Understanding How to Deal With Psoriasis
Chronic skin conditions can impact the quality of life and self-esteem, especially if the person feels like they can't get relief from symptoms. One fairly common skin condition is the autoimmune disorder psoriasis.
According to this 2021 study, psoriasis impacts roughly 3% of Americans or 7.5 million people over the age of 20. While there is no cure for this condition, it can be managed through medications and specific lifestyle factors, such as avoiding psoriasis triggers that can cause flare-ups.
This article outlines psoriasis, common risk factors for developing psoriasis, triggers that can cause symptomatic flare-ups and some foods to avoid if you have this condition.
What is Psoriasis?
Psoriasis is classified as an autoimmune disease that can cause a rapid build-up of skin cells. The most common psoriasis is plaque psoriasis, which is found in about 80 to 90% of those with the condition.
Typically, skin cells grow slowly deep within the skin and rise to the outermost layer, the epidermis, where they eventually fall off. Due to the rapid growth of skin cells, plaque psoriasis causes rough, dry, scaly patches on the skin.
It's common to develop these patches on the elbows and knees, though they can also develop on the face, hands, lower back, scalp, feet, and neck. These patches can become itchy and painful, making it an incredibly uncomfortable condition that can impact the quality of life and mental health.
Common Psoriasis Symptoms
The most common signs and symptoms of plaque psoriasis include:
- Rough, dry patches with silvery white scales on fair skin or light-colored/grayish scales on darker skin.
- Patches can vary in size from dandruff-like spots to whole-body rashes.
- Cracked or bleeding skin.
- Burning, itchiness, or soreness.
These symptoms may appear cyclically, meaning that if you have plaque psoriasis, you may experience flare-ups for a few weeks or months that subside and then return.
What are Common Psoriasis Risk Factors?
While researchers don't entirely understand what causes plaque psoriasis, they believe it is a combination of factors, which includes genetics and environment. It is considered an immune-system-mediated condition where the immune system attacks healthy skin cells, leading to symptoms. Some functional medicine practitioners associate chronic autoimmune conditions with the microbiome and digestive tract health. Supporting your digestive health may help with symptom management.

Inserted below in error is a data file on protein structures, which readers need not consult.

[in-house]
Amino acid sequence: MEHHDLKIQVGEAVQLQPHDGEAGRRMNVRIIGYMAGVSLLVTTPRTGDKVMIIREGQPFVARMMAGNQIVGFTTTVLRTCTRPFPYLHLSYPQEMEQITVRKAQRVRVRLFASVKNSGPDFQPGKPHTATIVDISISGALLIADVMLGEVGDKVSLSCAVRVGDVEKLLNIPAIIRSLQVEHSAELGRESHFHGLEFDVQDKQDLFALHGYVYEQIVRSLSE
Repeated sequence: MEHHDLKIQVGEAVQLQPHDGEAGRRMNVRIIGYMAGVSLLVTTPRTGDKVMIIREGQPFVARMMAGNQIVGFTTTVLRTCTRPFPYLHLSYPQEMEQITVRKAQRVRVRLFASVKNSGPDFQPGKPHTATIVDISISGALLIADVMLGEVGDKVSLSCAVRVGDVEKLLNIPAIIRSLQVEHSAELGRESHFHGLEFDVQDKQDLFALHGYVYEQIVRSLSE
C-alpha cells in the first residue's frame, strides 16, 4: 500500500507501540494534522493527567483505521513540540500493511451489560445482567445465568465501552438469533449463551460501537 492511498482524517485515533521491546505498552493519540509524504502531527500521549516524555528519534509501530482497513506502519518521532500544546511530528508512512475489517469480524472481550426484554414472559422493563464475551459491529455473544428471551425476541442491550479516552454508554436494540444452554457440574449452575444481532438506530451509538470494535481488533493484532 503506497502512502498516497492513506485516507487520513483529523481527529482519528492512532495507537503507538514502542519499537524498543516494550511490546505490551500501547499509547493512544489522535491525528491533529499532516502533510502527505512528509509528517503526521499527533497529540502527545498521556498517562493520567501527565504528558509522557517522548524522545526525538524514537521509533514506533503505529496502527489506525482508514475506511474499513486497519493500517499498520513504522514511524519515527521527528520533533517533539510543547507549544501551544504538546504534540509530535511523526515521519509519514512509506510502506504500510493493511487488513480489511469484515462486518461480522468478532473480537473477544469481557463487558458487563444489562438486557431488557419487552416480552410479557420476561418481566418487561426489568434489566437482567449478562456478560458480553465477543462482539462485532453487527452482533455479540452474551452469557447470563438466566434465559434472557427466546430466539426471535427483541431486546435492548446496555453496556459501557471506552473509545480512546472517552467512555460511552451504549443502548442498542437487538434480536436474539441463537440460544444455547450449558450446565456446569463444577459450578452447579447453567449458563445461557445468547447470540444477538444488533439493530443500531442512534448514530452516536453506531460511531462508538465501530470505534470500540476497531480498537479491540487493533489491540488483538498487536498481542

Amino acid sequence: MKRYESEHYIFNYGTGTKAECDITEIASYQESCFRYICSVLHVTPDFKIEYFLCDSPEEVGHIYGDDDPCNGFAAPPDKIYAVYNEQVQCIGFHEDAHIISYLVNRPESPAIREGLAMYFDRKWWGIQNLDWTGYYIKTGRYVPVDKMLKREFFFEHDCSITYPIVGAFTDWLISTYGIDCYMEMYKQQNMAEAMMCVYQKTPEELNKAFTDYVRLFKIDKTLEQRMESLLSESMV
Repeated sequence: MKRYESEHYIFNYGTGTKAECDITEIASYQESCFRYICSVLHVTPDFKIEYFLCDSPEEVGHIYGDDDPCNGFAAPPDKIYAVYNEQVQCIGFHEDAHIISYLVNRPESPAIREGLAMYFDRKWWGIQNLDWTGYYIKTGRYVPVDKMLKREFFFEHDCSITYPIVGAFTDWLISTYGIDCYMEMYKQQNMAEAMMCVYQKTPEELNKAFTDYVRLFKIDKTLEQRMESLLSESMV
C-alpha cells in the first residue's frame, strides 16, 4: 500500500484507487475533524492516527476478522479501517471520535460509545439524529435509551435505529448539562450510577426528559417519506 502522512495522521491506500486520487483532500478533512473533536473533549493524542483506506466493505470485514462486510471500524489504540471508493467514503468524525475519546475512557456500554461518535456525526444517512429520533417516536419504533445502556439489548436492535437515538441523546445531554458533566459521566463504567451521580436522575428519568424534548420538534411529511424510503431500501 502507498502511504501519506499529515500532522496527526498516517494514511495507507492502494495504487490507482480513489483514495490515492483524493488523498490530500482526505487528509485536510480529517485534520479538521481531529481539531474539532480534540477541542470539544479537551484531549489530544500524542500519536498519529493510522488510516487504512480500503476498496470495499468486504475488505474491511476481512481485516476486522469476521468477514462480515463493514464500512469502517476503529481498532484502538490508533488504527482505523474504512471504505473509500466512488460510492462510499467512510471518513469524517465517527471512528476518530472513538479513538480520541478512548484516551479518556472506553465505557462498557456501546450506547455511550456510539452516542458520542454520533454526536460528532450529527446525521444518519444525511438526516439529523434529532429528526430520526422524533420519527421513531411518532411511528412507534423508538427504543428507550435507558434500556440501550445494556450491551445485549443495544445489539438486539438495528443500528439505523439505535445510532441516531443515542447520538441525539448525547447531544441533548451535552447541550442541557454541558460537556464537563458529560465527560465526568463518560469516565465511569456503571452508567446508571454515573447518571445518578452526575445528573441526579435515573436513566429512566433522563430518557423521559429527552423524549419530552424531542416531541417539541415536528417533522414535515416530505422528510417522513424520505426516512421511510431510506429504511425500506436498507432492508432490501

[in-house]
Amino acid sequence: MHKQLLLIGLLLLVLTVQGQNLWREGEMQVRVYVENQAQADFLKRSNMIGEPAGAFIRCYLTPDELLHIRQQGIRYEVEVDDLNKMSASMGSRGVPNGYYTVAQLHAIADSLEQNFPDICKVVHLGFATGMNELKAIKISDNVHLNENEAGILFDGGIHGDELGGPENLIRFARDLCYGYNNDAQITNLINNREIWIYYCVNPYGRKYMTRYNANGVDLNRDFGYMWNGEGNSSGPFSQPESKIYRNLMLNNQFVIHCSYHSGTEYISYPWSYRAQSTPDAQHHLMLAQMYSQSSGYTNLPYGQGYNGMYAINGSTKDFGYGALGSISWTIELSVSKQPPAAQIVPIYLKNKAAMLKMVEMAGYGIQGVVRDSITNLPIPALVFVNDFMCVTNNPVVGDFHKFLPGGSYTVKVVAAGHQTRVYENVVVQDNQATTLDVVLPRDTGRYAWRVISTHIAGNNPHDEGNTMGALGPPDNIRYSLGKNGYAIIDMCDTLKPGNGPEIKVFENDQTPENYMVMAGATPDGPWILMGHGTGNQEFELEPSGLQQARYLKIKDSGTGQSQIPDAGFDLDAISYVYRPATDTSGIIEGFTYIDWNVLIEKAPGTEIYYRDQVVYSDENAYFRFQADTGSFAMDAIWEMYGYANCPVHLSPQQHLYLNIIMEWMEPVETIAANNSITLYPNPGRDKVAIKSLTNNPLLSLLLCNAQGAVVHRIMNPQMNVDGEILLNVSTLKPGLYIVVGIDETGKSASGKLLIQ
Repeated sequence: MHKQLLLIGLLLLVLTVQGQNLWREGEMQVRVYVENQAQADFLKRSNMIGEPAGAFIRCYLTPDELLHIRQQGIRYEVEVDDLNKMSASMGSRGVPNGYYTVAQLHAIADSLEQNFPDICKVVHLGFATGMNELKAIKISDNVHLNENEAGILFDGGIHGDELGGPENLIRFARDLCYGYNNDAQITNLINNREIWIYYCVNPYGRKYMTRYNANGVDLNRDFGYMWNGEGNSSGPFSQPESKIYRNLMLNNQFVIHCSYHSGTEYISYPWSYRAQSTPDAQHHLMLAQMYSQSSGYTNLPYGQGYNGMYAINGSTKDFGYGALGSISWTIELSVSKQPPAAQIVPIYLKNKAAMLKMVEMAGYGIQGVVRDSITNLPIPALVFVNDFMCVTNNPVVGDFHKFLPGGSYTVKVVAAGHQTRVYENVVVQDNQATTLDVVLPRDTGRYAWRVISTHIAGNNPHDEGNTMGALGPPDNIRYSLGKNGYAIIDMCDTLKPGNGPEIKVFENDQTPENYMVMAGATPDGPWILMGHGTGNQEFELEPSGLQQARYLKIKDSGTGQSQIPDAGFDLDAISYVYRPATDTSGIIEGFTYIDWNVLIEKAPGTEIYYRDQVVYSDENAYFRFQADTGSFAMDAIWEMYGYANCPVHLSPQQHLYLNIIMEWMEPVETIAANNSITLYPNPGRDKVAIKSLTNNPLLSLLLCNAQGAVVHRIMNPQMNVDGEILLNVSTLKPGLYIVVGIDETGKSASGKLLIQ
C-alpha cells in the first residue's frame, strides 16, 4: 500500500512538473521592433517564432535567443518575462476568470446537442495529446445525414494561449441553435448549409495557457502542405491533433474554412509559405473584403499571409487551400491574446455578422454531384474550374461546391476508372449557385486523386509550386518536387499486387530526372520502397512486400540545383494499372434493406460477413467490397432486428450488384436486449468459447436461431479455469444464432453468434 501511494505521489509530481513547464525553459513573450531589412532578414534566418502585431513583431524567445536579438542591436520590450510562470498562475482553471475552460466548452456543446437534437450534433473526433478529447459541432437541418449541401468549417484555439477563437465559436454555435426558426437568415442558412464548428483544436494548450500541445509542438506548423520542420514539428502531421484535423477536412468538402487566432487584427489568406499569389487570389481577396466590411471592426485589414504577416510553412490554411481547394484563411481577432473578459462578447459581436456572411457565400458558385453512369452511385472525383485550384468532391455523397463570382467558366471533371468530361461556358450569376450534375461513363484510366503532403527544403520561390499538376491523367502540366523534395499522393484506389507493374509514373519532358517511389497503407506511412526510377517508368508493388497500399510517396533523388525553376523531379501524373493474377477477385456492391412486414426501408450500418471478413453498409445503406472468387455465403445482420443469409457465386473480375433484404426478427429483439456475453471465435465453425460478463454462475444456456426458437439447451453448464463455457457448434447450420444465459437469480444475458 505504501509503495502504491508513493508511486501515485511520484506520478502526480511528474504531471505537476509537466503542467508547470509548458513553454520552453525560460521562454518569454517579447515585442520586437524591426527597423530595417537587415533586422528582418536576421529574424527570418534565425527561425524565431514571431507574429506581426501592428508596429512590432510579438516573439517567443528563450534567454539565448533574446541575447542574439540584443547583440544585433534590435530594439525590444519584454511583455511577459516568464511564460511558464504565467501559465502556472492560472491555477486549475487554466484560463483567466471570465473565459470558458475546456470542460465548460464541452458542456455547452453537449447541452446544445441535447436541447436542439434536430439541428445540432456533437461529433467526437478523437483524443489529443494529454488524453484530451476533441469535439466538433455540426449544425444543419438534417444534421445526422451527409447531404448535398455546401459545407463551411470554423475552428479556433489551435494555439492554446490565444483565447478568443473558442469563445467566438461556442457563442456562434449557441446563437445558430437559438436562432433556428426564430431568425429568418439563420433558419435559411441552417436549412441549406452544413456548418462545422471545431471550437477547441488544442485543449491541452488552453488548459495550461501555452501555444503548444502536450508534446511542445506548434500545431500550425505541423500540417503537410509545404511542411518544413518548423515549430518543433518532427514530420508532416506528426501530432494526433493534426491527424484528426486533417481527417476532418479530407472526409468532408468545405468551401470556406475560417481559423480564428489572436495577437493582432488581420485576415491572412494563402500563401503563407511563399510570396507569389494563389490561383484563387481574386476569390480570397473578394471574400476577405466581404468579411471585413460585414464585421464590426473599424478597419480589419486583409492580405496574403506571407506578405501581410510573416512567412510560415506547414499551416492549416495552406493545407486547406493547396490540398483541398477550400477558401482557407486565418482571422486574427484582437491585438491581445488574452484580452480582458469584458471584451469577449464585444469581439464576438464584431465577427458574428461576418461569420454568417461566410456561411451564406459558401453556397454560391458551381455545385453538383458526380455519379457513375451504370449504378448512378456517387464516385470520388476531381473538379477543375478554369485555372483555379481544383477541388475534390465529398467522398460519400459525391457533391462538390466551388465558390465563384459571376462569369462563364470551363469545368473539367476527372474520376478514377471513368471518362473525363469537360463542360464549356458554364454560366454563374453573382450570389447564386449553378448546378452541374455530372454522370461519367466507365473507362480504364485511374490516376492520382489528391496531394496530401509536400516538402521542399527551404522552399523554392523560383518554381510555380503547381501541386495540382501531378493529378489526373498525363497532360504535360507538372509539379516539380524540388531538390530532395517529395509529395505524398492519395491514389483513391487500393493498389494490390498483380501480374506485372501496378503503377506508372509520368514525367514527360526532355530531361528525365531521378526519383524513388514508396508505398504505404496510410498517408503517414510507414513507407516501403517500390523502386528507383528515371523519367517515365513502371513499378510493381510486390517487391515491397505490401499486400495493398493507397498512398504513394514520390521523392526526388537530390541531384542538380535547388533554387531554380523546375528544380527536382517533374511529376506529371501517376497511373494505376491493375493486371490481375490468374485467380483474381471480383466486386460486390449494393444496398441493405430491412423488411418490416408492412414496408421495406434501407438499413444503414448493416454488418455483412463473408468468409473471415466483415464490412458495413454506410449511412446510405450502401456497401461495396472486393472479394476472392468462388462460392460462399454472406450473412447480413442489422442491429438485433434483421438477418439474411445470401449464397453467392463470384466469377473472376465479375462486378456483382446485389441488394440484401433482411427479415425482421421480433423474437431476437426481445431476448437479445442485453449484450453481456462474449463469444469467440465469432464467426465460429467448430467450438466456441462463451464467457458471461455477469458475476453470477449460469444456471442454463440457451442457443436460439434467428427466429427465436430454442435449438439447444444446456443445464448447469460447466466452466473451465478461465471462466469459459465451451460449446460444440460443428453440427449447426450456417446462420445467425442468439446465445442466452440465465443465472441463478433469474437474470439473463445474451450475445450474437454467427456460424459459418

Other risk factors for plaque psoriasis include smoking and family history. As mentioned above, there is a genetic component, so if someone in your close family has plaque psoriasis, it may be worth avoiding the triggers and foods mentioned below to prevent the onset of this condition.
Common Psoriasis Triggers
Not everyone who is genetically predisposed to psoriasis will develop the condition. However, some environmental factors can trigger psoriasis. Common environmental factors that can cause psoriasis flare-ups include:
- Smoking or exposure to second-hand smoke.
- Skin injuries: cuts, severe sunburns, scrapes, or bug bites.
- Excessive alcohol consumption.
- Chronic high stress.
- Cold and dry weather conditions.
- Certain infections including strep throat or skin infections trigger an immune response.
- Certain medications: blood pressure medication, lithium, and anti-malarial drugs.
- Other autoimmune conditions.
- Low estrogen levels.
- Certain foods- see below for more information.
Remember that not everyone with psoriasis will react to all of these triggers. If you have a genetic predisposition to plaque psoriasis or currently have the condition, it is worth tracking which of these triggers may cause or contribute to your flare-ups.
Foods to Avoid With Psoriasis
As mentioned above, certain foods can trigger a flare-up of psoriasis or worsen symptoms. It's worth noting that not everyone with psoriasis will react to every food on this list. If you have psoriasis, you might want to work with a nutritionist or dietitian to undertake an elimination diet and reintroduction to see which foods may worsen your symptoms.
According to this 2017 national survey, people with psoriasis saw either an improvement or resolution of symptoms after eliminating some of the following foods from their diets:
- Gluten: All gluten-containing grains such as wheat, rye, barley, kamut, triticale and non-certified GF oats.
- Nightshades: Fruits and vegetables such as potatoes, tomatoes, eggplants, and peppers.
- Dairy: Cheese, milk, ice cream, yogurt, and cream.
- Red meat.
- High-sugar foods.
The results of the study mentioned above found that those who eliminated gluten and nightshades saw the most improvement in their symptoms. If foods cause flare-ups for you, it may be worth working with a functional medicine or naturopathic doctor to support gut health and the microbiome.
How to Prevent Psoriasis Flare-Ups
While there are no guarantees when it comes to avoiding triggers and preventing psoriasis flare-ups, these tips can lower your risk of an outbreak:
- Figure out which foods could be causing psoriasis flare-ups and remove them from the diet.
- Wear sunscreen and practice safe sun exposure to prevent burns.
- Support the health of your skin barrier with moisturizers and adequate hydration.
- Find help to quit smoking.
- Limit your alcohol consumption.
- Avoid extreme hot or cold temperatures, especially low humidity.
- Support stress management through relaxation exercises, meditation, deep breathing, yoga, and asking for help.
Hopefully, this information empowers you with some practical tips and steps to support your skin's health, avoid triggers and prevent psoriasis flare-ups.